As the cold weather descends, I increasingly find myself wanting to brew warm drinks, light candles and curl up with a good book. The books I read come from all over the place: I'm intermittently consumed with trying to read as many of the classics as I can get my hands on; I pull recommendations from literary allusions in T.V. and movies; I read books I hear good things about on podcasts. But mostly, I take recommendations from friends whose taste I trust. So for my own edification, and perhaps yours, I've asked my bibliophilic friends to open up their homes and libraries to me. Throughout the colder months, you can look forward to photos of their beautiful spaces alongside recommendations on their favourite reads.
First up, we have Aaron Boissonneault. When Aaron's not whizzing around the city as a bike courier for Natural Cycle, you can find him helping patrons of the Millennium Library downtown. Although his collection has been culled over several moves in the past years, the shelves of his Exchange District apartment are crowded with well loved tomes, while library books are strewn in neat stacks across the apartment. He laughingly tells me that he carries a book "like a security blanket." Here are two of his favourites:
The Periodic Table by Primo Levi
While waiting for my laundry to dry, I was spotted reading this outside Spin City by some passerby who called out “Fucking boring.” I gave a terse but polite acknowledgment, and then returned to my book.
The book is absolutely about the chemical elements, yet there is more poetry in them then one would ever expect. I thought I was reading a memoir of a Jewish chemist living through fascist Italy and in no way did I reconcile it with that so-called "fucking boring" chart of numbers and symbols to be memorized for a chem test. Yet there is a unique character to each chemical element that Levi illuminates through his personal and historical experience - pairing a particular element with a personal anecdote, exploring such themes as attraction and bonding, stability and volatility, purity and impurity. The Periodic Table is a book about life: it explores the physical truths as well as the moral, and though it deals with some of the most wrenching of historical circumstances, it is ultimately a positive one.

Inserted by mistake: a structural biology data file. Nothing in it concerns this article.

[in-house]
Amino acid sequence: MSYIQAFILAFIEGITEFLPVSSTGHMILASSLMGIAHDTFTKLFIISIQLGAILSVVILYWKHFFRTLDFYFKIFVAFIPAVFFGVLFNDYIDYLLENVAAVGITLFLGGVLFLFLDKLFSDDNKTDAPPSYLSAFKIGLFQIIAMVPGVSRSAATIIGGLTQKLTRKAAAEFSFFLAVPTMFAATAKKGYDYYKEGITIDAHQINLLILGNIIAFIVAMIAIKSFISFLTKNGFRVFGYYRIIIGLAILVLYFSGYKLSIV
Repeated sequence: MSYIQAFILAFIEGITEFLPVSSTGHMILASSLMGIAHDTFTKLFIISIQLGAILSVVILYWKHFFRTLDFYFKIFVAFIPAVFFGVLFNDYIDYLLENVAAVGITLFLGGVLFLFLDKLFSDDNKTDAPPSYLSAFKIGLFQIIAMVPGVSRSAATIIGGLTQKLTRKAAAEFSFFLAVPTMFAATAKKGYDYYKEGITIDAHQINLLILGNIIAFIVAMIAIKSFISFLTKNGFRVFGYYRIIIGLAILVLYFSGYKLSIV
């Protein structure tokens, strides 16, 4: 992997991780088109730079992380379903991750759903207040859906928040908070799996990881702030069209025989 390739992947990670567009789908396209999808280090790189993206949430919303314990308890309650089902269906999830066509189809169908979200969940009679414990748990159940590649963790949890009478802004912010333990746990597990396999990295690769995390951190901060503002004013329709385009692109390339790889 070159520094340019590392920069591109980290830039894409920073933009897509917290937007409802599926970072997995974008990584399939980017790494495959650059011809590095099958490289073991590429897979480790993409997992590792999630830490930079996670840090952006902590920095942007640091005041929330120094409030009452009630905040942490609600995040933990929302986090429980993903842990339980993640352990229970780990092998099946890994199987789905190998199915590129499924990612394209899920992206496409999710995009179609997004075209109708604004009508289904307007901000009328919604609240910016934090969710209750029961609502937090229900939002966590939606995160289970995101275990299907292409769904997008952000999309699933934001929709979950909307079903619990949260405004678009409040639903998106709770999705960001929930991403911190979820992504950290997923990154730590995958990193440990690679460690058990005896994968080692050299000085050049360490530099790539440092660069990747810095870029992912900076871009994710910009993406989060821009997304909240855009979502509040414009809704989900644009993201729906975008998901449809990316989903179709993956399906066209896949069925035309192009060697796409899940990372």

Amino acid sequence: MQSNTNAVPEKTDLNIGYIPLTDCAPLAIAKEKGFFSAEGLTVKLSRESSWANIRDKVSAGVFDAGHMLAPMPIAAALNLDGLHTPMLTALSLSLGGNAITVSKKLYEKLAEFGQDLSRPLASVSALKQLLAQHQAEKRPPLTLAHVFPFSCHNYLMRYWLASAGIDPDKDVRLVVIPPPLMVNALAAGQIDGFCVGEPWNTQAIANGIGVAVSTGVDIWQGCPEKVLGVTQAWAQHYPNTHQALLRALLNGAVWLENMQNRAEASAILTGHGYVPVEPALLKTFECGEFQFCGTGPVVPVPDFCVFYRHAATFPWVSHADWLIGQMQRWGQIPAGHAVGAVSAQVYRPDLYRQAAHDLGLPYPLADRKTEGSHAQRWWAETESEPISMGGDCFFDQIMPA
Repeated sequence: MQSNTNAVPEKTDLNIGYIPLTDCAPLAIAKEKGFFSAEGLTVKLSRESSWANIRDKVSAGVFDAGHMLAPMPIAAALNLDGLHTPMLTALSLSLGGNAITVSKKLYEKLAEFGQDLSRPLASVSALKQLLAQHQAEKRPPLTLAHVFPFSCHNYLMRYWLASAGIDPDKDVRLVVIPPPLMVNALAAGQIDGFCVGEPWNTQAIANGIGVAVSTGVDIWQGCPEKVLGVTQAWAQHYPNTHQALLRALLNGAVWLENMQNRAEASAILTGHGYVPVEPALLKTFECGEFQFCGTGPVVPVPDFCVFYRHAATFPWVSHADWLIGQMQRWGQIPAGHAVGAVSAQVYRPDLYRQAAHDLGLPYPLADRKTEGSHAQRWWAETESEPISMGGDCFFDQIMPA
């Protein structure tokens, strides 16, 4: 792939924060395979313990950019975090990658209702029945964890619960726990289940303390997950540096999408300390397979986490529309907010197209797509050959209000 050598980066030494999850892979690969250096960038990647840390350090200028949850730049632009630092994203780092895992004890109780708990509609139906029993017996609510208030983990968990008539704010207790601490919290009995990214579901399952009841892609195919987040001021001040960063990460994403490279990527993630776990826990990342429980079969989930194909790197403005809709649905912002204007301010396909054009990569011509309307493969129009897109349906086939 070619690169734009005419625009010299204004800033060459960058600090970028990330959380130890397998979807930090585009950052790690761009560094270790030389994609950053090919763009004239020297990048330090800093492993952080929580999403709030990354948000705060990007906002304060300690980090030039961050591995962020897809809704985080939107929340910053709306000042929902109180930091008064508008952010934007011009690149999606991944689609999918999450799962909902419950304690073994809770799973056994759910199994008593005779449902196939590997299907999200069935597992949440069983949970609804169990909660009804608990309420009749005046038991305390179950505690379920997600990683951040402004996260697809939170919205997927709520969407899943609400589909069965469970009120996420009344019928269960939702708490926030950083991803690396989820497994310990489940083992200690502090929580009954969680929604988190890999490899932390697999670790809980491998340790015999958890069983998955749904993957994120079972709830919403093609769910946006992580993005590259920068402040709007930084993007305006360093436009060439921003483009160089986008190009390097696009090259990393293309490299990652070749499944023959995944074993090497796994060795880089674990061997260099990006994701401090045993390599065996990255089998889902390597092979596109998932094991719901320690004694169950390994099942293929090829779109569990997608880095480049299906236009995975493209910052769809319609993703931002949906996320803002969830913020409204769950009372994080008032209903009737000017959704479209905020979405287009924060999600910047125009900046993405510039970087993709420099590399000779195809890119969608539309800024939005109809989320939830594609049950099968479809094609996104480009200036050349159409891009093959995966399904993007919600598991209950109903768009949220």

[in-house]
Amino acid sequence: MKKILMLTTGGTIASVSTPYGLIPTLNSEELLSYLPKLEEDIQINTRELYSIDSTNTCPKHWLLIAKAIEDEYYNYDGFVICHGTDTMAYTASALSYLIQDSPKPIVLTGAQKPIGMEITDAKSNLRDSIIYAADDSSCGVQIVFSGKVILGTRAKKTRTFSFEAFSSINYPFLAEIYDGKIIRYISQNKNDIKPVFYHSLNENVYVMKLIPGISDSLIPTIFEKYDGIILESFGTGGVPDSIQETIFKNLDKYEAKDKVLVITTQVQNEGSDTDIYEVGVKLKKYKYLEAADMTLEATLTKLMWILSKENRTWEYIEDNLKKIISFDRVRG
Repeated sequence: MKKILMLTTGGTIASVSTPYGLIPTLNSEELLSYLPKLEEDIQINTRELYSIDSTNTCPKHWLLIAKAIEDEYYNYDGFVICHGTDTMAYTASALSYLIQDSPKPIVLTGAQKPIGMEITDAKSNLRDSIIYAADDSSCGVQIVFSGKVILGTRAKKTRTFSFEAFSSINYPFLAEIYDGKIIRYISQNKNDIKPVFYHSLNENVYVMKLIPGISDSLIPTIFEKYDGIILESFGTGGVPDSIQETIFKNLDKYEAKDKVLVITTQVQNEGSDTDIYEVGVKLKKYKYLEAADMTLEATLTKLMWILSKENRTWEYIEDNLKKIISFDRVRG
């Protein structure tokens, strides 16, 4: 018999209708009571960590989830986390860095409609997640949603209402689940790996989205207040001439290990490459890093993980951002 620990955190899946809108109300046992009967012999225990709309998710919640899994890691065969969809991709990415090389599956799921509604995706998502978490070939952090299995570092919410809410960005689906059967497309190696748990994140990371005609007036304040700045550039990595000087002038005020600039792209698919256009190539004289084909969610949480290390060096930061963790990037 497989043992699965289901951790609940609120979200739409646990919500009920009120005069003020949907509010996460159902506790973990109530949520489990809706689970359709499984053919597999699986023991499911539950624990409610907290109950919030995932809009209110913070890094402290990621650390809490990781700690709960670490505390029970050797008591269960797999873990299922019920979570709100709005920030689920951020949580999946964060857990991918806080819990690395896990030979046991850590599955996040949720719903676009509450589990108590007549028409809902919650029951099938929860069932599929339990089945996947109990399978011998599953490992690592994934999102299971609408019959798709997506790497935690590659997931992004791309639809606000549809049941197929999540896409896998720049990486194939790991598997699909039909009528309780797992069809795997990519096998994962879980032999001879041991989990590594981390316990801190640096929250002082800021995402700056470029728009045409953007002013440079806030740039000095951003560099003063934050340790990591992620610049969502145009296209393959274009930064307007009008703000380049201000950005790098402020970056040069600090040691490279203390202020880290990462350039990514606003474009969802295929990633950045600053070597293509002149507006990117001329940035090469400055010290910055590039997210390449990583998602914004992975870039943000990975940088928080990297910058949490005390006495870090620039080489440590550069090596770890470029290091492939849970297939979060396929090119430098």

Solaris by Stanislaw Lem
This book subverts the expectations of the science-fiction genre. Like many, my first encounter with Solaris was through the Tarkovsky film. Beautiful and mysterious, the film is more an exploration of personal neuroses than an alien ocean planet. But whereas the film explores the inner lives of human beings, the novel's focus is more on the limits of human intelligence to communicate with, and even comprehend a truly alien being. It's a first contact story, one with maturity and skepticism and profound otherness, instead of the standard technophilic positivism of a space fantasy adventure. The real kicker for me was the inversion of the homo-centric premise of first contact and what happens when a conscious entity encounters the absolute New of the deeply complex and diverse psyche that is a human being. It's practically gothic-romanceish, where in the haunted castle of their space station, the characters are forced to confront themselves and the very monsters of the oceans of their own subconscious.
A hearty thank you to Aaron for his fascinating recommendations. You can look forward to more from "Reading with Friends" in the coming months. Feel free to use the comments below to add recommendations of your own, or if you'd like to propose a well-read Winnipeger for me to interview, please comment or email.